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Panel Addresses PRWID Projects

By Sun Advocate

Tuesday was election night for the Price River Water Improvement District board. As residents voted at the PRWID offices to fill a position on the panel, the board members met in a long session that included addressing more than a dozen items.
The first matter discussed at the board meeting concerned the sewer line extension construction that has been going on all summer and into the fall.
“The contractor has now finished the Bawdenville section of the project and in the next week the system will be tested and flushed,” explained Phil Palmer, district manager. “We should be totally done with installation sometime next week in Carbonville. We are working on the last part of that line right now.”
The Carbonville project, located along Gardner Road, has been a thorn in the side of PRWID staff since the contractor moved to the site in early August. Mud, created by irrigation operations clogging the trenches, caused cave-ins and resulted in a costlier project than expected. The construction has also damaged the road in many places.
At the Nov. 4 public meeting, PRWID board member Keith Cox asked what the staff intended to do to repair the road, since the street will be torn up again for a new water line projected in the area in the next six months.
“On 1300 North, we are proposing that four inches of rotomill be put down with a tack coat until it needs to be dug up again for the other project,” explained Palmer.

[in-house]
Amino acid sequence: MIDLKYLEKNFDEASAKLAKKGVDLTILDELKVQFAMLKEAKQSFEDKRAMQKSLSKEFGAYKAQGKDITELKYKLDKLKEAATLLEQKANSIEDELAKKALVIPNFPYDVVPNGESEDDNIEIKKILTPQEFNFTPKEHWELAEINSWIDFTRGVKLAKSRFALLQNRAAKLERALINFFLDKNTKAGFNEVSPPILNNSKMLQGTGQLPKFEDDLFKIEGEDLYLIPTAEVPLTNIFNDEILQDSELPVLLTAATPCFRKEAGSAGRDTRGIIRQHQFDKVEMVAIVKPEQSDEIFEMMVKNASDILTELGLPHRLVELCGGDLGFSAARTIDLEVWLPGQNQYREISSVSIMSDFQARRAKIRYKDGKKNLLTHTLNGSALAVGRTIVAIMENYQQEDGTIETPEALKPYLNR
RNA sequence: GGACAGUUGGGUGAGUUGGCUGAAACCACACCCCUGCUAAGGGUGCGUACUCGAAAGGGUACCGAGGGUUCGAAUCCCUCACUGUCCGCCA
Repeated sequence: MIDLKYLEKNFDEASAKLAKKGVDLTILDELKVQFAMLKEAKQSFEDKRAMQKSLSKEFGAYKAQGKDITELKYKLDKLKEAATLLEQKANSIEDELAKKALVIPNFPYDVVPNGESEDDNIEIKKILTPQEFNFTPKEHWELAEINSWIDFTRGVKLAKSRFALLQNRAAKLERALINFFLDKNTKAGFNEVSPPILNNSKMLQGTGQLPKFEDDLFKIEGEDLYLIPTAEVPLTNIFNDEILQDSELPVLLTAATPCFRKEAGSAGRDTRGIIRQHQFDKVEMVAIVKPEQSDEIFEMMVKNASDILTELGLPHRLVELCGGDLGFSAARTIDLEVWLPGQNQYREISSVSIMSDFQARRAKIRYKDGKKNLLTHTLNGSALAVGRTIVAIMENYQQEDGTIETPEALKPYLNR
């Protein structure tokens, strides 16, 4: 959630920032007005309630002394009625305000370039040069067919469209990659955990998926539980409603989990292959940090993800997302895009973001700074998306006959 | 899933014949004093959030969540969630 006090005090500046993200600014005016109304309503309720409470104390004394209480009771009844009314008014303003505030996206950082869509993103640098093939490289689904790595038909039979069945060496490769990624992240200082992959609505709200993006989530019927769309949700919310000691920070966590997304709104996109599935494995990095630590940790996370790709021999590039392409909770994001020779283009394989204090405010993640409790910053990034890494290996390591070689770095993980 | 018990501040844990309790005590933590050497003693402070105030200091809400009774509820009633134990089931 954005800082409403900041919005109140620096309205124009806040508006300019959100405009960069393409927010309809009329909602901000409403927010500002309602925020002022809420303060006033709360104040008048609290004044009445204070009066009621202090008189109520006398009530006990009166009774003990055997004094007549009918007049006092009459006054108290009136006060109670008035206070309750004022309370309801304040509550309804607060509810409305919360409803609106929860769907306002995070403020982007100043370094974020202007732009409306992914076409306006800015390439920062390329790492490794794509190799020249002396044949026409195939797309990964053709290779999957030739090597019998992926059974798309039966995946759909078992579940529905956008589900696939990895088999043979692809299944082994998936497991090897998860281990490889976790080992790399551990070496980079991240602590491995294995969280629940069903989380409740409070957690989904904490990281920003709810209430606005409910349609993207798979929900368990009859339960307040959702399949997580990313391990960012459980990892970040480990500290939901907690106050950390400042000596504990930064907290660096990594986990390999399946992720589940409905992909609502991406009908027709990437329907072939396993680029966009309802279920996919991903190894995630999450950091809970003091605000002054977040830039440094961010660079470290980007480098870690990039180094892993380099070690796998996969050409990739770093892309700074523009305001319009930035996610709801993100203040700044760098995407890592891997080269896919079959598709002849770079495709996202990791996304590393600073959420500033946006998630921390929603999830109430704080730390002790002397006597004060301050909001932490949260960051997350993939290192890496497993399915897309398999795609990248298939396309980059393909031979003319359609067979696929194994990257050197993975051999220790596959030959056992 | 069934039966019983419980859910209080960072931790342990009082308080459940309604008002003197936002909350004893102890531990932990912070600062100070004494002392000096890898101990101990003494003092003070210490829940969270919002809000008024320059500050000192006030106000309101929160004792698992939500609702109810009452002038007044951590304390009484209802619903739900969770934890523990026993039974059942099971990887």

The PRWID manager said the county agreed with the decision and digging on the road for the waterline would not begin until after March 1, 2004.
People are hooking onto the new extension in Spring Glen and near Mountain States Road, where the last of the black top was laid this week, indicated Palmer.
The PRWID manager also reported that the contractor has moved a work crew to one of the Wellington projects. The workers are trying to get the sections that affect roads completed before the weather changes so the surfaces can be re-oiled properly.
In a related action, the PRWID board approved a partial payment to Claw Construction, the contractor on the project, for $228,439.65 minus a five percent contingency fee.
However, the approval for partial payment did not pass without questions, particularly from board member Steve Rigby.
“I am concerned about the extra cost that the mud problem added to this project,” noted Rigby. “How are we situated for money as the rest of it goes along? Will we have enough to cover it?”
“It’s kind of scary, but if we have no more problems, it will all come in very close to budget,” stated Palmer.
The PRWID manager pointed out that the water improvement district had built in a $150,000 pad for such a contingency.
The board also approved a change order on the project, which concerned the mud situation for $45,963.75, mostly for truck rental time to haul away the muck and replace it with gravel.